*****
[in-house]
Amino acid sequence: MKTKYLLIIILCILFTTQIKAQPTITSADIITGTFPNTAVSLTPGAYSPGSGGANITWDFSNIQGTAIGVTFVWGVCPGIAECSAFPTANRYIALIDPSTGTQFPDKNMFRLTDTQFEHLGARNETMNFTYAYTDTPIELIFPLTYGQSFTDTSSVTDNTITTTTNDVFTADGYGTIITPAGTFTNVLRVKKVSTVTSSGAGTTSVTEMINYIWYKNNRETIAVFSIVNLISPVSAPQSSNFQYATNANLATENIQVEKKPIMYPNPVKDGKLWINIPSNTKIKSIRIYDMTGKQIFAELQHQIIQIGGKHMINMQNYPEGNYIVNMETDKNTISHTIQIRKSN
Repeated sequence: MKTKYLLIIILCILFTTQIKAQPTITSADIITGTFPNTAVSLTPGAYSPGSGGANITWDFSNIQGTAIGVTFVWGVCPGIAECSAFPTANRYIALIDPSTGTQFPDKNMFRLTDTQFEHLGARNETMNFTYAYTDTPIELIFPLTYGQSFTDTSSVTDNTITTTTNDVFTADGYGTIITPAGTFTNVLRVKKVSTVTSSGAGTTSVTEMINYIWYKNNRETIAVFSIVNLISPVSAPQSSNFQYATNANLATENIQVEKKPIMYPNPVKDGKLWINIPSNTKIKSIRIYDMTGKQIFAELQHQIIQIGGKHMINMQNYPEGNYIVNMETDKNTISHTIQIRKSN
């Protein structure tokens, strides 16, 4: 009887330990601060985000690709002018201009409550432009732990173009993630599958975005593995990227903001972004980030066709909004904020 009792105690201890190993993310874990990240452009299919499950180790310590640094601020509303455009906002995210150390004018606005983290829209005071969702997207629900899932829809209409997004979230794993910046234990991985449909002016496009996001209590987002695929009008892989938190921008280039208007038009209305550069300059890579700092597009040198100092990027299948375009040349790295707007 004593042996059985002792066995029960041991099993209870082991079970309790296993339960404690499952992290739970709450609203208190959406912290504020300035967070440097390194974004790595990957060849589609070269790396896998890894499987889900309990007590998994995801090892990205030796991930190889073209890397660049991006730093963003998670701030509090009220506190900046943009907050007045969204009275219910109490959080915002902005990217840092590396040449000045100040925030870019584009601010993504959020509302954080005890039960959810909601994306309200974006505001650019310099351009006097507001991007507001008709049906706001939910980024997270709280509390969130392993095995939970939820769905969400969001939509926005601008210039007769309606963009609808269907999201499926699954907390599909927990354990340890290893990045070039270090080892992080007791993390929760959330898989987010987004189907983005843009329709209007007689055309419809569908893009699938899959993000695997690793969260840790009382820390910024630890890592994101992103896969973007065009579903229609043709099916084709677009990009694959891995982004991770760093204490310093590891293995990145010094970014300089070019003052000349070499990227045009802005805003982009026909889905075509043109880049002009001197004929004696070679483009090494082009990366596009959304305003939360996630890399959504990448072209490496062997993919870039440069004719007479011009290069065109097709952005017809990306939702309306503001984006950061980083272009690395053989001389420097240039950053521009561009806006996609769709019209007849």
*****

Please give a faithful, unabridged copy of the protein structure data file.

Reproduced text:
[in-house]
Amino acid sequence: MKTKYLLIIILCILFTTQIKAQPTITSADIITGTFPNTAVSLTPGAYSPGSGGANITWDFSNIQGTAIGVTFVWGVCPGIAECSAFPTANRYIALIDPSTGTQFPDKNMFRLTDTQFEHLGARNETMNFTYAYTDTPIELIFPLTYGQSFTDTSSVTDNTITTTTNDVFTADGYGTIITPAGTFTNVLRVKKVSTVTSSGAGTTSVTEMINYIWYKNNRETIAVFSIVNLISPVSAPQSSNFQYATNANLATENIQVEKKPIMYPNPVKDGKLWINIPSNTKIKSIRIYDMTGKQIFAELQHQIIQIGGKHMINMQNYPEGNYIVNMETDKNTISHTIQIRKSN
Repeated sequence: MKTKYLLIIILCILFTTQIKAQPTITSADIITGTFPNTAVSLTPGAYSPGSGGANITWDFSNIQGTAIGVTFVWGVCPGIAECSAFPTANRYIALIDPSTGTQFPDKNMFRLTDTQFEHLGARNETMNFTYAYTDTPIELIFPLTYGQSFTDTSSVTDNTITTTTNDVFTADGYGTIITPAGTFTNVLRVKKVSTVTSSGAGTTSVTEMINYIWYKNNRETIAVFSIVNLISPVSAPQSSNFQYATNANLATENIQVEKKPIMYPNPVKDGKLWINIPSNTKIKSIRIYDMTGKQIFAELQHQIIQIGGKHMINMQNYPEGNYIVNMETDKNTISHTIQIRKSN
């Protein structure tokens, strides 16, 4: 009887330990601060985000690709002018201009409550432009732990173009993630599958975005593995990227903001972004980030066709909004904020 009792105690201890190993993310874990990240452009299919499950180790310590640094601020509303455009906002995210150390004018606005983290829209005071969702997207629900899932829809209409997004979230794993910046234990991985449909002016496009996001209590987002695929009008892989938190921008280039208007038009209305550069300059890579700092597009040198100092990027299948375009040349790295707007 004593042996059985002792066995029960041991099993209870082991079970309790296993339960404690499952992290739970709450609203208190959406912290504020300035967070440097390194974004790595990957060849589609070269790396896998890894499987889900309990007590998994995801090892990205030796991930190889073209890397660049991006730093963003998670701030509090009220506190900046943009907050007045969204009275219910109490959080915002902005990217840092590396040449000045100040925030870019584009601010993504959020509302954080005890039960959810909601994306309200974006505001650019310099351009006097507001991007507001008709049906706001939910980024997270709280509390969130392993095995939970939820769905969400969001939509926005601008210039007769309606963009609808269907999201499926699954907390599909927990354990340890290893990045070039270090080892992080007791993390929760959330898989987010987004189907983005843009329709209007007689055309419809569908893009699938899959993000695997690793969260840790009382820390910024630890890592994101992103896969973007065009579903229609043709099916084709677009990009694959891995982004991770760093204490310093590891293995990145010094970014300089070019003052000349070499990227045009802005805003982009026909889905075509043109880049002009001197004929004696070679483009090494082009990366596009959304305003939360996630890399959504990448072209490496062997993919870039440069004719007479011009290069065109097709952005017809990306939702309306503001984006950061980083272009690395053989001389420097240039950053521009561009806006996609769709019209007849």